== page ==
Philosophical Studies 178 (1):169-185 (2021)

Authors
Jörg Löschke
University of Zürich
Abstract
Deontic buck-passing aims to analyse deontic properties of acts in terms of reasons. Many authors accept deontic buck-passing, but only few have discussed how to understand the relation between reasons and deontic properties exactly. Justin Snedegar has suggested understanding deontic properties of acts in terms of both reasons and reasons to require: A is required to φ iff A has most reason to φ, and there is most reason to require A to φ. This promising proposal faces two open questions: the question of why there can only be most reason to require A to φ if A has most reason to φ, and the question of what role agent-relative reasons play in generating requirements. In this paper, I address these questions and argue that the key to answering them is to reject evaluative buck-passing and accept a value-based theory of practical reasons instead. The result is a two-level theory of moral explanation: on the first level, practical reasons are explained in terms of appropriate responses to value; on the second level, deontic properties of acts are explained in terms of reasons: reasons to act as well as reasons to require.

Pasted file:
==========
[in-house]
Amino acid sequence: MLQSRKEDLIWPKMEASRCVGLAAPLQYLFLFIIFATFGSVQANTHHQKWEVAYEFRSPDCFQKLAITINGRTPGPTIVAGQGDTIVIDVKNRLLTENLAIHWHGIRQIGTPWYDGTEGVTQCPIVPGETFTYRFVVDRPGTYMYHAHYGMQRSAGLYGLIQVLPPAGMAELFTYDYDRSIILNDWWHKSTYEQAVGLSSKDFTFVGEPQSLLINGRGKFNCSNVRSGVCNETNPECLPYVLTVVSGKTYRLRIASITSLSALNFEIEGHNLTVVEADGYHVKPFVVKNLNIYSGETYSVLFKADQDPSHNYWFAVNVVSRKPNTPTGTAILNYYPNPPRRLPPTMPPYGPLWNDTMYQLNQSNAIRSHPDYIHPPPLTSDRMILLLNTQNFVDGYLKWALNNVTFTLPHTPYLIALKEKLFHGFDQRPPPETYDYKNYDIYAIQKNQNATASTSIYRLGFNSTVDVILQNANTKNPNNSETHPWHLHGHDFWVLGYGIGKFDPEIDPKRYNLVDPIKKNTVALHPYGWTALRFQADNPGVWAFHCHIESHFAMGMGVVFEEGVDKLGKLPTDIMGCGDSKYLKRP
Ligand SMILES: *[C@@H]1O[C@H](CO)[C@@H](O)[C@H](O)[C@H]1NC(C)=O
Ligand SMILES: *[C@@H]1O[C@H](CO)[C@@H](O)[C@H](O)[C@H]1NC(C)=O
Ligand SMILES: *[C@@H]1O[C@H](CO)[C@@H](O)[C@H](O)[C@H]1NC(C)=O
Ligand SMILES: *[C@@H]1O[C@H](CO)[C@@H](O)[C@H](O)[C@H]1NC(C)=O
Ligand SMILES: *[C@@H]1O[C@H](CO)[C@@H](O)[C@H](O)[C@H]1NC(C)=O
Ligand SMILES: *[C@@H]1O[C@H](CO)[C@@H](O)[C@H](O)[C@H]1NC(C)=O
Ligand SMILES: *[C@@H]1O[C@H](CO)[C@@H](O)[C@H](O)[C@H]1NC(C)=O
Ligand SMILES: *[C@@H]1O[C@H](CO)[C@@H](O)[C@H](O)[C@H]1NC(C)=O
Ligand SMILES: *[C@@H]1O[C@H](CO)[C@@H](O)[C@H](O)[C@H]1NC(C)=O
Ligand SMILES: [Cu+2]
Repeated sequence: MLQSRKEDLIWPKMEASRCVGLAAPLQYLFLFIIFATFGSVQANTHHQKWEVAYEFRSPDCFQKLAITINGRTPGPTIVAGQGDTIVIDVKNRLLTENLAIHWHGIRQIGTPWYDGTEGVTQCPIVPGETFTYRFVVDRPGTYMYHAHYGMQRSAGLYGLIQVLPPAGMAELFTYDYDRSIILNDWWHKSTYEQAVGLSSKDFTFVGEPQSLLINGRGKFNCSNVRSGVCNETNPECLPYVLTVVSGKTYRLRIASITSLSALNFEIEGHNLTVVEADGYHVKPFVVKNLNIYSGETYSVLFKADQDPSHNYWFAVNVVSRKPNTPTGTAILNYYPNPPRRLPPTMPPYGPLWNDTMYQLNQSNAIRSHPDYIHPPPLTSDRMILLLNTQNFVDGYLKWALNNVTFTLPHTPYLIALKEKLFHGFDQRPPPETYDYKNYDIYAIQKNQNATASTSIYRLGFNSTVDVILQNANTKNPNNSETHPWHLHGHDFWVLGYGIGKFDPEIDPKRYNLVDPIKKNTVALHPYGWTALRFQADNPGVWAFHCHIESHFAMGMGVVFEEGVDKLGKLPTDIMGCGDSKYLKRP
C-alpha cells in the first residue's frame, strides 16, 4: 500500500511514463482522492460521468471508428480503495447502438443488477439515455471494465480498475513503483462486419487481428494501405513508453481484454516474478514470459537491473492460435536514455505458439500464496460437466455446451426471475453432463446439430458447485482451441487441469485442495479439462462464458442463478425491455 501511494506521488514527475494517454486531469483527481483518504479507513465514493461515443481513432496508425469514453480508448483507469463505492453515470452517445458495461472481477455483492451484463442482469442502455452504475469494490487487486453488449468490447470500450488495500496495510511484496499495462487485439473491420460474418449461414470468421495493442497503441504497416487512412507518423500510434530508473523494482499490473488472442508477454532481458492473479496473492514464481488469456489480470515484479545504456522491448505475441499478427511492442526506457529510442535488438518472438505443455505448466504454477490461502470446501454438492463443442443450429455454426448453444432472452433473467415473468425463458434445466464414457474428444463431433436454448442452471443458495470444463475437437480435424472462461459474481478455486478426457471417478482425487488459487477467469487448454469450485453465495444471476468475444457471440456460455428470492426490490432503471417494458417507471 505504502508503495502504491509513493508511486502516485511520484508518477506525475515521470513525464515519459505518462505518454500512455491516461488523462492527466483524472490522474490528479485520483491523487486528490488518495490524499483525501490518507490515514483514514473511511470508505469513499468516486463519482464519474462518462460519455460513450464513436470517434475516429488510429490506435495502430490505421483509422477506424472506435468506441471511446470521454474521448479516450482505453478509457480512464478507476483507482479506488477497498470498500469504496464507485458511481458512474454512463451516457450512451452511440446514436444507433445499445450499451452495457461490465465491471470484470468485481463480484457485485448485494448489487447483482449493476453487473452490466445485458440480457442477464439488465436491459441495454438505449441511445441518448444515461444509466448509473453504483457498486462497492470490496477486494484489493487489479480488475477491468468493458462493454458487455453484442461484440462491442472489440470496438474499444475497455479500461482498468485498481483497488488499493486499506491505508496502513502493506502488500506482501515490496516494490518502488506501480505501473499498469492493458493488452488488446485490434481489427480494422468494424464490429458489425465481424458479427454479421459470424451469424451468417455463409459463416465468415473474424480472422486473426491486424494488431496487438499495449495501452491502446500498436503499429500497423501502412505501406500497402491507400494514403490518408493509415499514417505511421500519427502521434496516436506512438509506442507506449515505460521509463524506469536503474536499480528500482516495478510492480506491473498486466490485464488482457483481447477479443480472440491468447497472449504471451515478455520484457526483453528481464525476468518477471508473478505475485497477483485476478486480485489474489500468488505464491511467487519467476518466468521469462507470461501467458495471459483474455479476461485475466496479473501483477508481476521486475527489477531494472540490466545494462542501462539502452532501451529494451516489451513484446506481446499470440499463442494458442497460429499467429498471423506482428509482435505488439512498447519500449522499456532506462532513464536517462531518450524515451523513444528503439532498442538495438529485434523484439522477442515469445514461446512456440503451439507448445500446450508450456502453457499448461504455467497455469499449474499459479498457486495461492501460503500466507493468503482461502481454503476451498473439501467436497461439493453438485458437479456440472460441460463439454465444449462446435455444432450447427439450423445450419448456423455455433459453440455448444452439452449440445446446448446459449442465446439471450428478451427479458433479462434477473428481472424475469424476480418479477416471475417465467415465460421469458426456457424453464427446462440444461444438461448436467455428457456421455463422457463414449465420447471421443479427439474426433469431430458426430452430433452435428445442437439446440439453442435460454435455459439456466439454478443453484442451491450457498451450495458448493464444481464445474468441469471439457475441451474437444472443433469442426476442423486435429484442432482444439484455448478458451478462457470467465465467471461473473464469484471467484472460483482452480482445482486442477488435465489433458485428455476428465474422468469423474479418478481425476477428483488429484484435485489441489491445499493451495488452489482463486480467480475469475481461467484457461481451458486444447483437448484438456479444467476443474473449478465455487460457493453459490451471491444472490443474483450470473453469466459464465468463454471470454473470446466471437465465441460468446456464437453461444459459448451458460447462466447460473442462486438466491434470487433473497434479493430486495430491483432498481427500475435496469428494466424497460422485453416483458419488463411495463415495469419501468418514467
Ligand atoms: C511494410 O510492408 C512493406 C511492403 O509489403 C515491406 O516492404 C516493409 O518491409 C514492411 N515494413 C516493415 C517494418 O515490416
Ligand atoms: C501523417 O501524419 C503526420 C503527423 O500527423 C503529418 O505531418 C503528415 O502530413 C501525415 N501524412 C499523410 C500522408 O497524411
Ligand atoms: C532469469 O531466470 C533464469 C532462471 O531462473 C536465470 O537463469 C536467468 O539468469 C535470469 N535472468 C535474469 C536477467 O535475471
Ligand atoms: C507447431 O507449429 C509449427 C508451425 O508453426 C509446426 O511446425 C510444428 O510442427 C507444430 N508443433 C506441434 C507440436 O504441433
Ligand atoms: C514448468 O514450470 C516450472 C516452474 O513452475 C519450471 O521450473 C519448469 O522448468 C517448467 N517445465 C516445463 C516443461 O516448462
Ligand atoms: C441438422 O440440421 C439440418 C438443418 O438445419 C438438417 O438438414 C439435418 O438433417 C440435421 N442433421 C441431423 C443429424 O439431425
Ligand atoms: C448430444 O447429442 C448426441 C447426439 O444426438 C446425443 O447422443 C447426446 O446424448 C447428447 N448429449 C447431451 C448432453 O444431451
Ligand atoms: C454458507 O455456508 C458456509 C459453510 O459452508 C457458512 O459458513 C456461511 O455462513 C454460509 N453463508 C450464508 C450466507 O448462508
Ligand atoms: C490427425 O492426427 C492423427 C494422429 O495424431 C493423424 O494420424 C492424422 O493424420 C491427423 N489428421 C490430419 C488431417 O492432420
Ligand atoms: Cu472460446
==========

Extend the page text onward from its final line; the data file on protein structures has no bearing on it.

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DOI 10.1007/s11098-020-01426-x
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References found in this work BETA

What We Owe to Each Other.Thomas Scanlon - 1998 - Belknap Press of Harvard University Press.
Ethics Without Principles.Jonathan Dancy - 2004 - Oxford University Press.
What We Owe to Each Other.Thomas Scanlon - 2002 - Mind 111 (442):323-354.
The Domain of Reasons.John Skorupski - 2010 - Oxford University Press.

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